FAVOURITE COLOURS (Yep Roc) The Sadies
Long live the mystical magical Good brothers, Dallas and Travis. They embody and emanate the integrity of Country and Folk, Psychedelia and Surf. The schlock and artifice of each of those forms is not present in their music. There is, however, a huge and desert dry sense of humor afoot. (As I detailed in our review of the last Sadies record, the show I saw had me laughing so hard I nearly threw up.)
You might wonder what I found so funny when you look at the cover of Favourite Colours, since the gentlemen in the foreground look very grave indeed. See a show. They are a stringbending, mindbending quartet whose broad palette of influence is not quickly taken in or described. They sing very low and very high, play very slow and very fast. They will shock you with their greatness.
This fantastic record was recorded here and there on the road between gigs in Tucson and Toronto, and four songs at the farm of Greg Keelor of Blue Rodeo. Included are a number of passionate instrumentals that boggle the mind in their sweeping beauty. "Northumberland West" is a Clarence White tribute, and recalls his musical personality endearingly. "The Iceberg" is pure Sadies, chilly atmospheric feedback and reverb as wide as the Canadian prairie. I love the 12 string theme on the Beatlesque "Only You and Your Eyes," these guys are so eerily satisfying. And "A Burning Snowman" is majestic, a conflagration.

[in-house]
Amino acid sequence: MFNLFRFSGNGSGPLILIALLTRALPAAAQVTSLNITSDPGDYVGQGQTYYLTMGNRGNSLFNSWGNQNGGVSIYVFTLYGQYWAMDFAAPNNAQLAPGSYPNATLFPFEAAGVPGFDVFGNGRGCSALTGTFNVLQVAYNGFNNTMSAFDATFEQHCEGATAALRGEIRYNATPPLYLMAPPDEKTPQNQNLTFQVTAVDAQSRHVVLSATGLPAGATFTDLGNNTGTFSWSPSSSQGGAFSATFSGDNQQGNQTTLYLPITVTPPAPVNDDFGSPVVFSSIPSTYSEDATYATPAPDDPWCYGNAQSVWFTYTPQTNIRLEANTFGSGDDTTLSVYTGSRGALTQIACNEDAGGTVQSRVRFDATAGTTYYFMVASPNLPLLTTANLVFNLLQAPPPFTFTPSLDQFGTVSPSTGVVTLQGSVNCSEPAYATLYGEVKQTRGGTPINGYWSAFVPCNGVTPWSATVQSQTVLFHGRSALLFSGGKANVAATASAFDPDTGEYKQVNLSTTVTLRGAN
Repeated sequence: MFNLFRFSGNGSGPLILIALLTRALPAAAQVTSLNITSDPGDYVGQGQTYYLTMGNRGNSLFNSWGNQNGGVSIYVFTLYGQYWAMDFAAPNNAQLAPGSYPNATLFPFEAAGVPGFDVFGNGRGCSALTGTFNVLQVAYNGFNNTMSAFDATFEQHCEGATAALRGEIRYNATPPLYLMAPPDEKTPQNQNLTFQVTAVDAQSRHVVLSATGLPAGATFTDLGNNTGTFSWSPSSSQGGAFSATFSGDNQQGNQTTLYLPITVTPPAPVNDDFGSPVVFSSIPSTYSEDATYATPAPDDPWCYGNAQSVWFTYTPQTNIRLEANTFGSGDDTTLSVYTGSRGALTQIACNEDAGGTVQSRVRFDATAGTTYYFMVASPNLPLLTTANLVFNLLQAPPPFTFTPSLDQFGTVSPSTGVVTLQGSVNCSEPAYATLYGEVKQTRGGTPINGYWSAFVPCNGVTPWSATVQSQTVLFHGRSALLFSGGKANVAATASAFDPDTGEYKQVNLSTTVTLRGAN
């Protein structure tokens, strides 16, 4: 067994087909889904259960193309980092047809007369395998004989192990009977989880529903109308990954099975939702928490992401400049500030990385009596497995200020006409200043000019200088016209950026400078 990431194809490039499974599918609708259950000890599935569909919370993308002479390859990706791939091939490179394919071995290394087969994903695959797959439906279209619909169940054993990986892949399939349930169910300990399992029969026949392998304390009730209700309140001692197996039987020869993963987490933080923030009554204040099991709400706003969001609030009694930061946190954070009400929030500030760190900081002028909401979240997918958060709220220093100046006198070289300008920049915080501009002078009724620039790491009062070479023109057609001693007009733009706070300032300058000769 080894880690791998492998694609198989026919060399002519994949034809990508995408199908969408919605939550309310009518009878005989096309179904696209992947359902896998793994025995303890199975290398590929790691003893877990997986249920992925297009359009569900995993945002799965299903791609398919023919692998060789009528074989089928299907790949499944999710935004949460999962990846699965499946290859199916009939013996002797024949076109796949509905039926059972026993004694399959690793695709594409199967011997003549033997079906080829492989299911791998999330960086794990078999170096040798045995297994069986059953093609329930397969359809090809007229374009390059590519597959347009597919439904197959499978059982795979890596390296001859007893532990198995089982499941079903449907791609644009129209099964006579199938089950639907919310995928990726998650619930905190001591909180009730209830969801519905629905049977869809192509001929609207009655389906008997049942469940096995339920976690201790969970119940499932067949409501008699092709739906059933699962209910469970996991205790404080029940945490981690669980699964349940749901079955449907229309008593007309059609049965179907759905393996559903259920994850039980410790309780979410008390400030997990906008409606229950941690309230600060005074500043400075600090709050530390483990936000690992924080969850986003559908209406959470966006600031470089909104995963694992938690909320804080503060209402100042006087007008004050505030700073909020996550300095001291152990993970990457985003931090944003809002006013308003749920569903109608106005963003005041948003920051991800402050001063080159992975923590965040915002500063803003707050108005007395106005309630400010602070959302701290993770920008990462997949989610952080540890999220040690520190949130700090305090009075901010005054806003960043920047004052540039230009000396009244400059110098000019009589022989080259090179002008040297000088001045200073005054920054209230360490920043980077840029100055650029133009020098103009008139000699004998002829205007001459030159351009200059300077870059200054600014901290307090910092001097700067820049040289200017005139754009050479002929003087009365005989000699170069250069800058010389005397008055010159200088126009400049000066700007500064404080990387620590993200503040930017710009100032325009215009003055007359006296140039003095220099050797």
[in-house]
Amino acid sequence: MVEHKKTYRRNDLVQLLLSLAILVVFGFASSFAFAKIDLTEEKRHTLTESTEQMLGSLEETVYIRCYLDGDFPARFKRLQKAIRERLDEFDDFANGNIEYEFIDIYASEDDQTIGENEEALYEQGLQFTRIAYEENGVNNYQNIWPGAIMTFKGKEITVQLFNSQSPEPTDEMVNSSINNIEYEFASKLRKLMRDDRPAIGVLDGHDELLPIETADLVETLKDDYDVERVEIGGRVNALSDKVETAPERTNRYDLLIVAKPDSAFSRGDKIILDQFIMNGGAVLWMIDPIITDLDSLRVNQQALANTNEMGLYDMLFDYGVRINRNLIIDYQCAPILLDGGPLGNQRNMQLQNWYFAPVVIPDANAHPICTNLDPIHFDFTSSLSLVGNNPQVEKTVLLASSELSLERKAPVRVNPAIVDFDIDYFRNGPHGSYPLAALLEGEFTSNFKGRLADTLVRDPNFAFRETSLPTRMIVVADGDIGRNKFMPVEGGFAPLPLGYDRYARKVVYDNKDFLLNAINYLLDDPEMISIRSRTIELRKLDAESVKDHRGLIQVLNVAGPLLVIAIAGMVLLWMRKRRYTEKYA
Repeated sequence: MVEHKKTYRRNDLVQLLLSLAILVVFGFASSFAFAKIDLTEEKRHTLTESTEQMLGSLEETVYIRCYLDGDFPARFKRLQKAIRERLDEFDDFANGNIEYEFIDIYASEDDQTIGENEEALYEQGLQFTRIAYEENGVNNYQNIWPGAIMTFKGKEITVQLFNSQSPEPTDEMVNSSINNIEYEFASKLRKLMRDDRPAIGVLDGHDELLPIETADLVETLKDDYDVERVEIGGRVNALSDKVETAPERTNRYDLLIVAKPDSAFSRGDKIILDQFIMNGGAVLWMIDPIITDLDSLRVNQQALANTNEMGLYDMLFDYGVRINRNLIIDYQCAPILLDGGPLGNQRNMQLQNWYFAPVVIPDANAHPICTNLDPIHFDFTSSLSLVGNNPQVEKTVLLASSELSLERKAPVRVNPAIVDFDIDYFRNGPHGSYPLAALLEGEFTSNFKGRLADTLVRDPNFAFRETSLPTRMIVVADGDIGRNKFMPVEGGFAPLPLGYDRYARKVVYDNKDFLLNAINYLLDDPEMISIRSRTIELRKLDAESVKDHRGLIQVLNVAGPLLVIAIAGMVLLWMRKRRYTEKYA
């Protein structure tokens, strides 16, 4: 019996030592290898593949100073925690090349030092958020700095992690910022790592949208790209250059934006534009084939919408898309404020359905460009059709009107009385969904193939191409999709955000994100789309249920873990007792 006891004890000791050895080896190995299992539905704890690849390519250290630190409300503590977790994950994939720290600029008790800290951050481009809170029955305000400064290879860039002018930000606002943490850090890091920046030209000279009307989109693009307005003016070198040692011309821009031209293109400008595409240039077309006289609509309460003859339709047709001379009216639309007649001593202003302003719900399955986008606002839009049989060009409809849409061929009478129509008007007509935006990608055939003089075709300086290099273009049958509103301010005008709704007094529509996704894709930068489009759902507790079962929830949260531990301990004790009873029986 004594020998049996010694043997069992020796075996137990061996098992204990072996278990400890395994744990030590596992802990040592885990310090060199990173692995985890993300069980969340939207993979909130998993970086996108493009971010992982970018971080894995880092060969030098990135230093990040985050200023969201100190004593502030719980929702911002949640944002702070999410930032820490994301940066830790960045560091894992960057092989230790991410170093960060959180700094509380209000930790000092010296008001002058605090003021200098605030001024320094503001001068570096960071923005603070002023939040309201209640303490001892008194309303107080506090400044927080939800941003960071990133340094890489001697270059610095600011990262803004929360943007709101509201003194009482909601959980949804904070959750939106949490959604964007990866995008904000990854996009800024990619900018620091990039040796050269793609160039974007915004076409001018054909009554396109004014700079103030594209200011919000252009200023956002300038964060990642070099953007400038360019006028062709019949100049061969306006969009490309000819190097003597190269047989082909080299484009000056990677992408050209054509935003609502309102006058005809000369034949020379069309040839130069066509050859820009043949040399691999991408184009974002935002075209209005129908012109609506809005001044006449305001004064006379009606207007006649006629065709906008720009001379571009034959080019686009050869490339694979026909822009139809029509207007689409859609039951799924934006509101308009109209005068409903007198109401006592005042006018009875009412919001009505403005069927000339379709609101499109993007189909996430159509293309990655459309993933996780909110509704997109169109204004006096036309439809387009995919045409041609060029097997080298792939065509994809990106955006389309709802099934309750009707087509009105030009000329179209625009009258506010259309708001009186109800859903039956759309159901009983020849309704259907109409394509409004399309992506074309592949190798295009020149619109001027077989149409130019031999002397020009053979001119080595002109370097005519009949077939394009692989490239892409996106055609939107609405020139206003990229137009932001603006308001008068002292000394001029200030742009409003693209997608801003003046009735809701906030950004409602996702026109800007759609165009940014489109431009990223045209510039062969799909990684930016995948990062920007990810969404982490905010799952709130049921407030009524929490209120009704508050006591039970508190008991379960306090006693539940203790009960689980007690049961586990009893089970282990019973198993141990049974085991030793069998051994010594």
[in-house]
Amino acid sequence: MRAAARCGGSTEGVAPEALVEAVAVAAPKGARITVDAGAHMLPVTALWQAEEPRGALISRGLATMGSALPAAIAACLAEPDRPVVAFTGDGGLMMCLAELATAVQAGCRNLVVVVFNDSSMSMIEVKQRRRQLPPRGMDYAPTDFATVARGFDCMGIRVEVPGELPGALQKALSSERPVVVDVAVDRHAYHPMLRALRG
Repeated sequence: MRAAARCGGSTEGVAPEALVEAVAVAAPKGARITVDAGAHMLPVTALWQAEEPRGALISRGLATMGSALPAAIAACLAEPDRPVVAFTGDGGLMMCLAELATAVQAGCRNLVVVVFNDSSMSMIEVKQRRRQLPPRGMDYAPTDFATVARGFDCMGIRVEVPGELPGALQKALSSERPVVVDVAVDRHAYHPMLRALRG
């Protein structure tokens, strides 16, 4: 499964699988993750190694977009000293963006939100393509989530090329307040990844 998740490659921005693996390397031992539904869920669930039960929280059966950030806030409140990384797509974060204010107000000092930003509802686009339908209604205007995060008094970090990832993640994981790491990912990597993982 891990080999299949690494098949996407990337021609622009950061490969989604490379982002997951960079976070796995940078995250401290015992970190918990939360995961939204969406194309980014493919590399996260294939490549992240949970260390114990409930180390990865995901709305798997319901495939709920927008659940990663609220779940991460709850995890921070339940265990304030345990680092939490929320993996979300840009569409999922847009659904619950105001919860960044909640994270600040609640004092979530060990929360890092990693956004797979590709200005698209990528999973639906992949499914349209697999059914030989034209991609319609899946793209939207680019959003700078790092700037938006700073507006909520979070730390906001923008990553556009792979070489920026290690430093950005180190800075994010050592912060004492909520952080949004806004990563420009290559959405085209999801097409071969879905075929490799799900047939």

Along with the great instrumentals, there is more singing from the brothers together, very Byrds-like (many try, these guys actually get there), especially with the tom toms rolling through the lyrics in a manner reminiscent of Gene Parsons. Sean Dean on bass and Mike Belitsky on drums are a stellar rhythm section, and Belitsky sings a convincing lead on "A Good Flying Day." Mike and Sean also cut a daunting image in Amanda Schenk's fabulous cover photo, rendered in both b&w and color--the furrier guys on the evergreen side, starker guys on the bare birch side, fantastic. Dallas' cannabinized western jacket and hemp necktie are classic.
There are sterling vocal cameos on the record by the Good parents, Bruce and Margaret, as well as by Robyn Hitchcock. On "The Curdled Journey," Joe Burns plays cellos and Paul Aucoin the vibraphone. On a pair of tracks, Paul Brainard plays trumpet and pedal steel, an unlikely double.
Simultaneously authentic and original, The Sadies are audaciously one of the greatest and most interesting bands anywhere. You must check them out on the Listen page, and buy Favourite Colors, here. And do see our interviews with Travis and Dallas Good, also in this issue. FG